No seriously. How working for a millennial CEO taught me how to be confident, brave and a little bit crazy.
While the average age of a Fortune 500 CEO is 58, a growing number of millennials are swooping in to throw that off. Names such as Evan Spiegel of Snapchat (27), David Karp of Tumblr (31), Anthony Tan of Grab (34) and of course, wunderkind Zuckerberg (33) are redefining perceptions of CEOs in the digital age.
As a law student, I always imagined my future boss as a briefcase-toting, middle-aged man in a pinstripe suit. Fast forward to the present, I now work for an AirPod-wearing eccentric geek who is younger than me, and oversees operations in 6 countries and 80 members of staff. Meet Djoann Fal, CEO & Co-Founder of GetLinks, a Bangkok-based startup for tech talent matching across Asia.
When I announced that I was off to work for a 26-year-old CEO, everyone had their reservations, myself included. This wasn’t a shock. Just look at the typical job advertisement, and years of experience takes front and centre. It’s become a common theme through my, albeit short, career so far, to be greeted with a “sorry to interrupt, but how old are you?”,
I won’t launch into a debate about ageism, nor do I expect any sympathy for being/appearing young. What I will put forth is that there is a lot to be learnt from working under a young boss. Whether you have ambitions of becoming a millennial CEO, or just want to thrive in a working environment, here’s some tips and tricks I’ve picked up on.
1. Be your biggest cheerleader
Everybody and their mother will undermine you. After all, most meetings will be with seasoned top dogs with far more experience. You’ll not only need to live, breathe, eat and sleep confidence; you need to have utter belief in yourself and your company. Champion your vision and values beyond your organisation. Speak with confidence whenever questioned about your ideas. This doesn’t mean exercising unfettered discretion, but it does mean staying unfazed even when faced with snarky comments and backhanded compliments.
2. Make friends in high places
For a 26-year old, Djoann boasts an impressive network. You’d be hard-pressed to find a Southeast Asian venture capitalist, or someone in the tech / startup / recruitment ecosystem that Djoann hasn’t spoken to. After all you can’t get very far with limited knowledge, resources and experience; you’ll need the right people to guide you in the right direction. If you’re lucky enough they might even agree to mentor you, or even go on to become investors or advisors to your Company. Never be ashamed to ask for advice from your esteemed peers. After all they probably started off just like you; bootstrapping bright-eyed entrepreneur.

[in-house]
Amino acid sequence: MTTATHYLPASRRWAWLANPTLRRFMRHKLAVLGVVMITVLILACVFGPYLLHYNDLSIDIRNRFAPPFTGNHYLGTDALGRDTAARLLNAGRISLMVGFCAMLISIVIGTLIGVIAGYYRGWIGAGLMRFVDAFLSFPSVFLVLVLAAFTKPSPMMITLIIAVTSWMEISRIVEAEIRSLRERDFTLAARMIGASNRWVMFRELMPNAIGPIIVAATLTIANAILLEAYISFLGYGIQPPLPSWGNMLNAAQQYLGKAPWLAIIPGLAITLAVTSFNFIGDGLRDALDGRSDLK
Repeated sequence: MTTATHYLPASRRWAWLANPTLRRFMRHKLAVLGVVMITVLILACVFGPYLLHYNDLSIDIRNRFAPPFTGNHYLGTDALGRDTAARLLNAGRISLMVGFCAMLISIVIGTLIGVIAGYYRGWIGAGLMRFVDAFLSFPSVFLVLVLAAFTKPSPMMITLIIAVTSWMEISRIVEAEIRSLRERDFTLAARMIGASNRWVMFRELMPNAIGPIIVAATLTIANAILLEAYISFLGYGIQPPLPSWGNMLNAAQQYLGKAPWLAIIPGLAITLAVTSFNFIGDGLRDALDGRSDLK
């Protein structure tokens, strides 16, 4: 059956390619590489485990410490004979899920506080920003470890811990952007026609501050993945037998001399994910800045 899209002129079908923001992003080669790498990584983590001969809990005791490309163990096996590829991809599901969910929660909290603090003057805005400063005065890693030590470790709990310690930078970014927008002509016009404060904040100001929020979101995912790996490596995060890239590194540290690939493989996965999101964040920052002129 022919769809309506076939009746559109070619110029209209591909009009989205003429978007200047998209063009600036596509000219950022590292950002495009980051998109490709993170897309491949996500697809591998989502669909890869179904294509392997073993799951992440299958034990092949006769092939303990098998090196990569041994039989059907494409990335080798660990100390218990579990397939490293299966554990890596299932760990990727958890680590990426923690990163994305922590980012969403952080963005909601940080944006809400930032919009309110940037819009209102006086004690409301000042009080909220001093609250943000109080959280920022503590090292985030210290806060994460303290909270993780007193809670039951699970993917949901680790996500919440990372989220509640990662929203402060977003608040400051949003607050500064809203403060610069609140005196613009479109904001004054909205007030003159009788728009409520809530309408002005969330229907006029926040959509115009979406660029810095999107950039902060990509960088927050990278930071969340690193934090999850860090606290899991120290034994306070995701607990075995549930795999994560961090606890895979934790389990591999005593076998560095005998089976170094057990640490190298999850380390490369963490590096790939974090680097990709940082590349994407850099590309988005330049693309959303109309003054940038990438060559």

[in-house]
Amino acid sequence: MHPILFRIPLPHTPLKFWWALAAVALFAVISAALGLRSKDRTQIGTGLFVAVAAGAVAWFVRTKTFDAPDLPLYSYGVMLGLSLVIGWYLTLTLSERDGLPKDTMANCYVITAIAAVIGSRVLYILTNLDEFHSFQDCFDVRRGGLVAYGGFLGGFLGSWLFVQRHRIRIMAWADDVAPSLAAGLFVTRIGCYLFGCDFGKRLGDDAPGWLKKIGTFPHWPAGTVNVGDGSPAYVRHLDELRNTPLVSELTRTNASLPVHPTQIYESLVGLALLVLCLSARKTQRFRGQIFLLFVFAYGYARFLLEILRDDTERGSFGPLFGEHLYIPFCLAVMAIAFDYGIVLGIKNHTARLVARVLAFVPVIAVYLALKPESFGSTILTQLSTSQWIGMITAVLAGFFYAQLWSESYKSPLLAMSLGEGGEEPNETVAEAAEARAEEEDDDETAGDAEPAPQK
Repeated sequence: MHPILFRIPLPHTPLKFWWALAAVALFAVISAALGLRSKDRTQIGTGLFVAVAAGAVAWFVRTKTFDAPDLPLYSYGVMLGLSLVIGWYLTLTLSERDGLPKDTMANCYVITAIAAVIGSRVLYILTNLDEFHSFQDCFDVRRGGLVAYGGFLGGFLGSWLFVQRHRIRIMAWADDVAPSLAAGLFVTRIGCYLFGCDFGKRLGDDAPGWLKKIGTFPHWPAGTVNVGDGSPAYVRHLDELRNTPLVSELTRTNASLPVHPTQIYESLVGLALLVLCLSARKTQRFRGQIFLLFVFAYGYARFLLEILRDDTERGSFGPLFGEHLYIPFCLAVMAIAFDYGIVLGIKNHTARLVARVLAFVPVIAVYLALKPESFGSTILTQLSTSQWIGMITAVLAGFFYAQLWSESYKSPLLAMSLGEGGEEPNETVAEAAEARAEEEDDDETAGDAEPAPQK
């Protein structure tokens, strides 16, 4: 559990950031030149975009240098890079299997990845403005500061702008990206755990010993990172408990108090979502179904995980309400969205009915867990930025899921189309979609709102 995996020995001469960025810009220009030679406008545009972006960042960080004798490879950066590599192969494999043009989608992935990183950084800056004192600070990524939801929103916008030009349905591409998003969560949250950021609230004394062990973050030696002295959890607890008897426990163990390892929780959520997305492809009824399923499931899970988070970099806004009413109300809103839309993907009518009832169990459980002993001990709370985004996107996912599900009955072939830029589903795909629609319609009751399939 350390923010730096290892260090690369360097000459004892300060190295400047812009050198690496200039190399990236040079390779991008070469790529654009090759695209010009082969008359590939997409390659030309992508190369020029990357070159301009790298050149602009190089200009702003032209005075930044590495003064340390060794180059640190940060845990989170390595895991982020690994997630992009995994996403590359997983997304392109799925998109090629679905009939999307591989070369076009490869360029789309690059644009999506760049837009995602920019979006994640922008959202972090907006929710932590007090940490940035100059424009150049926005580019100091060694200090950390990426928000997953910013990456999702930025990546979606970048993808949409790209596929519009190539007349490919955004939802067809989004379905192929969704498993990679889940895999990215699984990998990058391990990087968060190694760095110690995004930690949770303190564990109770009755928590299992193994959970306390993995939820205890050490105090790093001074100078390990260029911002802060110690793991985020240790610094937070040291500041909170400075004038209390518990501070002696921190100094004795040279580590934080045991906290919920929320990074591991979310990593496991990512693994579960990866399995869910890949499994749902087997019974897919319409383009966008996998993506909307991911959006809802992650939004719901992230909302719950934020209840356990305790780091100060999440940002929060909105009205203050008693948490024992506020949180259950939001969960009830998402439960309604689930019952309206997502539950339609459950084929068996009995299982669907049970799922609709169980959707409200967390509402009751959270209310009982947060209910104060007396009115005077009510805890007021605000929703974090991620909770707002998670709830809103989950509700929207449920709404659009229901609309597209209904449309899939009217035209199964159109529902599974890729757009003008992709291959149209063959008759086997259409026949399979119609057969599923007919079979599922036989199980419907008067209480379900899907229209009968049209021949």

3. Focus and discipline
How do you cram 10 years of experience into one? Well, you can’t. But a lot can be accomplished with an unwavering focus and discipline. Every minute of Djoann’s calendar is meticulously planned, from weekly sprint meetings, to email housekeeping to personal reflection. Calls with mentors take place in commutes to appointments, and lunchtime is an opportunity to meet another person in the industry. Fourteen hour work days and a demanding travel schedule is exhausting for anyone. The main advantage of being young is that physically, you’ll be able to keep up with those demands if you stay disciplined.
4. Dream big
In the words of Superman himself ‘’So many of our dreams at first seem impossible, then they seem improbable, and then, when we summon the will, they soon become inevitable.” Even way before Djoann founded GetLinks in 2015, he dreamed that one day, we could change the future of work, creating freedom for people to work on things they are passionate about, as and when. Today, nothing as changed. This big, hairy, audacious goal is as big, hairy and audacious as ever. Except for every day, the company gets one step closer to achieving that goal. What started off as a pet project has turned into a 80 something strong organisation across 6 major tech hubs in Asia.
Interested in learning more about Djoann? Send an interview request via firstname.lastname@example.org